Courtesy Donald Melanson, Engadget
Leap has been accepting pre-orders for its motion controller for some time now, and has been promising a ship date of May 13th since February, but there’s now been a slight change of plans. The company has confirmed that it’s delaying those shipments until July 22nd. In a letter sent to pre-order customers (included after the break), Leap CEO Michael Buckwald explains that the company has already manufactured over six hundred thousand devices and delivered twelve thousand to developers, and says “the reality is we very likely could have hit the original ship date.” But, he adds, “it wouldn’t have left time for comprehensive testing.”
That’s now set to begin in the form of a beta test that will start in June, which will see developers who’ve already received a unit get a feature complete product, and other non-developers invited to join as well. According to Buckwald, that expanded beta test is “the only way we felt 100% confident we could deliver a truly magical product that would do justice to this new form of interaction.” He’ll be participating in an openGoogle Hangout tomorrow to discuss the move further — specific details on it are promised to be coming soon.
Courtesy Ars Technica
It’s been over a year since Leap Motion first publicly unveiled its idea for a gum-pack-sized motion tracker that promised sub-millimeter accuracy and easy finger tracking. I finally got a chance to try the promising technology at PAX East this weekend, and I’ve got to say it seems to deliver on that initial promise. The Leap Motion was hidden away in the Double Fine booth, where it was being shown alongside DropChord, a musical puzzle-action game designed specifically for the Leap Motion.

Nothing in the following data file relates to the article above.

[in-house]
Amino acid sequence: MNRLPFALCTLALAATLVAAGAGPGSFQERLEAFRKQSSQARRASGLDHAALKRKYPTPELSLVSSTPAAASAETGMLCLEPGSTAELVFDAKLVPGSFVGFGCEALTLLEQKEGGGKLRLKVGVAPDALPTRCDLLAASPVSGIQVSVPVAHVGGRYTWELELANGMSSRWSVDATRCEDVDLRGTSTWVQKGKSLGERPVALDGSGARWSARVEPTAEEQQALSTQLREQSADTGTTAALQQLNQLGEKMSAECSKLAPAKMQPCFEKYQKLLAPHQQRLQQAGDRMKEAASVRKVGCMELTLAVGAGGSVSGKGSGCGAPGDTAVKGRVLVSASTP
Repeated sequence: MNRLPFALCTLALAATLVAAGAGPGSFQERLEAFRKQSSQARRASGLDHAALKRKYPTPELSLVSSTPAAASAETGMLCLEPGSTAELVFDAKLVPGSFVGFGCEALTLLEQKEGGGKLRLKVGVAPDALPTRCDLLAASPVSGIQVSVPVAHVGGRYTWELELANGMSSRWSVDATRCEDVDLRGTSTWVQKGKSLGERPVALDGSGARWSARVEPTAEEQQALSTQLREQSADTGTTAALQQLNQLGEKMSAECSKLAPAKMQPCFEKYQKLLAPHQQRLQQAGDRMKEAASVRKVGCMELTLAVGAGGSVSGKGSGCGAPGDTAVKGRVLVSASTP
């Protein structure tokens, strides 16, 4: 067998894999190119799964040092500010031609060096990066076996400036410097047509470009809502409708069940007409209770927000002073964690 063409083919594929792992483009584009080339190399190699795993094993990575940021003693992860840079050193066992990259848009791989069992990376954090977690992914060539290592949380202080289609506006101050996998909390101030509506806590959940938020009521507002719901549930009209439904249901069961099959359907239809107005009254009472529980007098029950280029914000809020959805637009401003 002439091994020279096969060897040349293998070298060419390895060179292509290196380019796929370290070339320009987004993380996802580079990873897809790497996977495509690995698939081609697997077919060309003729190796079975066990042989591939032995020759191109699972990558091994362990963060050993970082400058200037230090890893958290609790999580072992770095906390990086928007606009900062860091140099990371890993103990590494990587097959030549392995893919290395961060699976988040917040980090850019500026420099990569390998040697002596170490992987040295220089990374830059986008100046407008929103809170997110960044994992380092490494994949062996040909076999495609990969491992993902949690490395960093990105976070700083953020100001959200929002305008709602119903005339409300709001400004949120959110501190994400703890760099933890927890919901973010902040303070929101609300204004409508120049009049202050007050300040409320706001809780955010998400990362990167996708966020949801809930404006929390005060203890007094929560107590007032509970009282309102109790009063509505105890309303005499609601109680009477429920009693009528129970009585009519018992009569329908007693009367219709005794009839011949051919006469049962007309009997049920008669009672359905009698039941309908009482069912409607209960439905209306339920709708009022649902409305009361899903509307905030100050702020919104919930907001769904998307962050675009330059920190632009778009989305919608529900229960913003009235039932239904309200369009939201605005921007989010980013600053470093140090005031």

Using two index fingers, players point toward two dots on a hollow circle, creating a line through the middle that can be used to collect dots while avoiding painful sparks. After a short calibration, the Leap Motion tracked my fingers incredibly well, with none of the jumpiness and delay inherent in technologies like the Kinect. Picking out arcs with my outstretched index fingers quickly became second nature, and I was largely able to forget that the Leap Motion device was even there. It was like something out of Minority Report, as you can see in the video below.
Gaming Editor Kyle Orland goes hands-on with LeapMotion at PAX East 2013.
The biggest problem with the controls was that my left hand would occasionally wander outside the detection area for the unit, and it would take me a second to realize the problem and reorient my hand. The Leap Motion also seemed to have a little trouble picking up the quick finger flicks that are supposed to send the arc whipping around the edge of the circle, but this is just as likely a software issue as a hardware problem.
While DropChord could probably easily be redesigned to work with a dual-stick controller, the feeling of direct manipulation granted by the Leap Motion felt both more accurate and more enjoyable. We can’t wait to see what other developers come up with for the device.